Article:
• Carl Simon has been mulling over Lorde’s new album, Melodrama, and the way it reflects her vision of an ideal collective listenership: “Melodrama contains a lot more life experience and more craft, with songs that teem with dramatic scenarios and storytelling. But bending to the plainspoken vernacular of pop has also domesticated Lorde’s vocabulary a little. To realize her dreams of Mitchell- or Cohen-esque genius, she might have to backtrack and recover a few of her former pretensions … The title Melodrama is partly teasing, as Lorde tells tales about her first big breakup (with a New Zealand photographer) and emotional group adventures. By turns it becomes more self-critical, as when she sings about ‘all of the things we’re taking/ ’cause we are young and we’re ashamed.’ But she’s also invoking a form, what the scholar Lauren Berlant calls a segment of ‘women’s culture’—though Lorde is making a case for a specific young women’s variety—that suggests an ‘intimate public.’ As Berlant puts it, it’s ‘a world of strangers who would be emotionally literate in each other’s experience of power, intimacy, desire, and discontent, with all that entails.’ ”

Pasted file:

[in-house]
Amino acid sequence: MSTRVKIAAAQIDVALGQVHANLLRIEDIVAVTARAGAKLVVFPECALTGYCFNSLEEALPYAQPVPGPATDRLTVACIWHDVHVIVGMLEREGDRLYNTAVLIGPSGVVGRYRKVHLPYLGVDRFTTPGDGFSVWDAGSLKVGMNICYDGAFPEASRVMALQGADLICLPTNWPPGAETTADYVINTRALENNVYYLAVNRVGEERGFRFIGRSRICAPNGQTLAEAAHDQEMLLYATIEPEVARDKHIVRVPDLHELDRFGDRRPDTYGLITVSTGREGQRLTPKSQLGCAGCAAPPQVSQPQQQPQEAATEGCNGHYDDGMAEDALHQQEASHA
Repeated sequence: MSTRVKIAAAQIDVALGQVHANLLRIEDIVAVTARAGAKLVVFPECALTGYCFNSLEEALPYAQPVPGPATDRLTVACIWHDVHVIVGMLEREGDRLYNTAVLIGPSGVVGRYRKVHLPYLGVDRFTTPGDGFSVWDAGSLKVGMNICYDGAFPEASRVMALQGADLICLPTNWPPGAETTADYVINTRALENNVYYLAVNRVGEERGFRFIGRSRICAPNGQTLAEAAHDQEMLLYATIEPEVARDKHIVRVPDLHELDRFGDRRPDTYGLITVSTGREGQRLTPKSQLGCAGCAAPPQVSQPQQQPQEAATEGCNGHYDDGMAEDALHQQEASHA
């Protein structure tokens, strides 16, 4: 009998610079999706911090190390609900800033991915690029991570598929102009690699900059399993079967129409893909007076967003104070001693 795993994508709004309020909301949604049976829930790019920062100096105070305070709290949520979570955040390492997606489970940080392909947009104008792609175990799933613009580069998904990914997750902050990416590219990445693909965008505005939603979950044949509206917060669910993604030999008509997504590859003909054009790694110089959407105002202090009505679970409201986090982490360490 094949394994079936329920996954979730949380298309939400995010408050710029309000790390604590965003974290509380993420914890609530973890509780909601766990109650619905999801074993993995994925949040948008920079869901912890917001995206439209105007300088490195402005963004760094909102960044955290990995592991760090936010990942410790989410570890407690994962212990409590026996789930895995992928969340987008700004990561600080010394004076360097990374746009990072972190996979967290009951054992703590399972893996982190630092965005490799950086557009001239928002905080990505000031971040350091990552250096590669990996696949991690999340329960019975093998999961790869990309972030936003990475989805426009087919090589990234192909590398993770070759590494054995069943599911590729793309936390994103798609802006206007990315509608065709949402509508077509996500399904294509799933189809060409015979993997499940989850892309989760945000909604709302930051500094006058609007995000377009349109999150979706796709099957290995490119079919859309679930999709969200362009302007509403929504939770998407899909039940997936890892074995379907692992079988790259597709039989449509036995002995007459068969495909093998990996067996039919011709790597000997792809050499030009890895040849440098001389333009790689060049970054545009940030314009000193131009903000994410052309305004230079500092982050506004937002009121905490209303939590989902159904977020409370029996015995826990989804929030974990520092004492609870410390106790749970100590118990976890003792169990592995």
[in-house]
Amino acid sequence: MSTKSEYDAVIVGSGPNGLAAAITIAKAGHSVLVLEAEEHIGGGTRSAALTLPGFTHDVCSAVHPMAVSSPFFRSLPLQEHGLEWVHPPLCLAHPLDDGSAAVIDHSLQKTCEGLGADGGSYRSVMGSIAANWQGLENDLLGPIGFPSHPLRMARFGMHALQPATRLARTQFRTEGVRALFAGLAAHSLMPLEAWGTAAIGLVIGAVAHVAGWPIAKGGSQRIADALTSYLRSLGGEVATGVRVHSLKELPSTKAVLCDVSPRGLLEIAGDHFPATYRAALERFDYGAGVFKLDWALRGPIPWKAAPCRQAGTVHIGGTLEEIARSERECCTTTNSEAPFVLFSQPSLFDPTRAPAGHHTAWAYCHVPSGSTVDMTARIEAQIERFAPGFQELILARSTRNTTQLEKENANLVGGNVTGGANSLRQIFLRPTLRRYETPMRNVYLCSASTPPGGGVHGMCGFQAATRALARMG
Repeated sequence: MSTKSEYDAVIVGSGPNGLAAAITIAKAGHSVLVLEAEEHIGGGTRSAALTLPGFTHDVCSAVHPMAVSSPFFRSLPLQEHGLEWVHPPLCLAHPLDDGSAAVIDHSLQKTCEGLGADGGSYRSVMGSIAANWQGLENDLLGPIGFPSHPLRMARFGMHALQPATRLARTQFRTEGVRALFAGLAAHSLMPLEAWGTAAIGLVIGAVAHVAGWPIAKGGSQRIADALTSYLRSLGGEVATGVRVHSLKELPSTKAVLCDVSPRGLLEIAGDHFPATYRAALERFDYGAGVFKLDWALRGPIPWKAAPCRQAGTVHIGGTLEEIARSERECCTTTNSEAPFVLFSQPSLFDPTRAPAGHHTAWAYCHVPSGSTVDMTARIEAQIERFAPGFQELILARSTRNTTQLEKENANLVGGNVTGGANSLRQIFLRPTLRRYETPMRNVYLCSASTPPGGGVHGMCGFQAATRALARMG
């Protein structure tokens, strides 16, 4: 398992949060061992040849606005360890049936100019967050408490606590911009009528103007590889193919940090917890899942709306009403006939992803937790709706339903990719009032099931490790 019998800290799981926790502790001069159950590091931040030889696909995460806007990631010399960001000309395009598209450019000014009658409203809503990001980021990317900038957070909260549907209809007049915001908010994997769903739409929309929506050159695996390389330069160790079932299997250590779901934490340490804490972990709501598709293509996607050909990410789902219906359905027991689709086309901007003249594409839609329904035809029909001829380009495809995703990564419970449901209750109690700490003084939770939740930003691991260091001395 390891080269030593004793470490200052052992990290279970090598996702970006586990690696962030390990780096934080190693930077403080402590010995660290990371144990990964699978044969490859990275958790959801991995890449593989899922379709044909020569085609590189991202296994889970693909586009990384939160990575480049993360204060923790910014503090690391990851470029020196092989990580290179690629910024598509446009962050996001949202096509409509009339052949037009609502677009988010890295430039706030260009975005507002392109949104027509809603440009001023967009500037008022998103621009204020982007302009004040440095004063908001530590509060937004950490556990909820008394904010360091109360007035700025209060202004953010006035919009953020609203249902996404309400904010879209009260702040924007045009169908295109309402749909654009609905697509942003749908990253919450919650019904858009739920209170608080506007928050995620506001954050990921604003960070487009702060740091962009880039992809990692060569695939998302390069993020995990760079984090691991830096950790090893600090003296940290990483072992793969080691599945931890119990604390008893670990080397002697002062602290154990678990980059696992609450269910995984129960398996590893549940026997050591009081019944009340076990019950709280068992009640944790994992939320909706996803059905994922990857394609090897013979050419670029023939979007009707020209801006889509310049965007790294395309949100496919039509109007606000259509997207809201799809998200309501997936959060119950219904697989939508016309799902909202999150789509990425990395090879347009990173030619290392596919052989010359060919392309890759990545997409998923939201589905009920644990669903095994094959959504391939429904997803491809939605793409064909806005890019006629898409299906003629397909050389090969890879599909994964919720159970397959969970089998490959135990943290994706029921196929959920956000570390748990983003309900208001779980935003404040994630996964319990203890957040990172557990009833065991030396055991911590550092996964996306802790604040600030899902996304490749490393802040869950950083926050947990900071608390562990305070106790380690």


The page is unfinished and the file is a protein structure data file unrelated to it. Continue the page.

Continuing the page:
• At a new Matisse exhibition, Claire Messud meditates on the objects he used in his daily life, and the inspiration they brought him in their quotidian way: “They delighted, inspired, or confounded him, in their humble ordinariness and in all that they evoked: a chocolate pot, a green glass vase, a pewter jug, embroidered hanging cloths (haitis) from North Africa, masks and figurines from sub-Saharan Africa, a brazier, a marquetry coffee table, a low-slung chair … Matisse’s passion for color, for light, for pattern, for flowers and the female figure; and his conviction—borne out in almost every one of his paintings and sculptures, whether a sublime nude woman’s torso small enough fit in the palm of your hand or an imposing complex oil painting such as Interior with Egyptian Curtain (1948)—that what endures is certainly matter: the flesh, the fruit, the flowers, the folds of fabric. But what counts, above all, is the emotion that we invest in that matter … In his renditions of beloved objects, Matisse sought to convey to all viewers what they conjured in him.”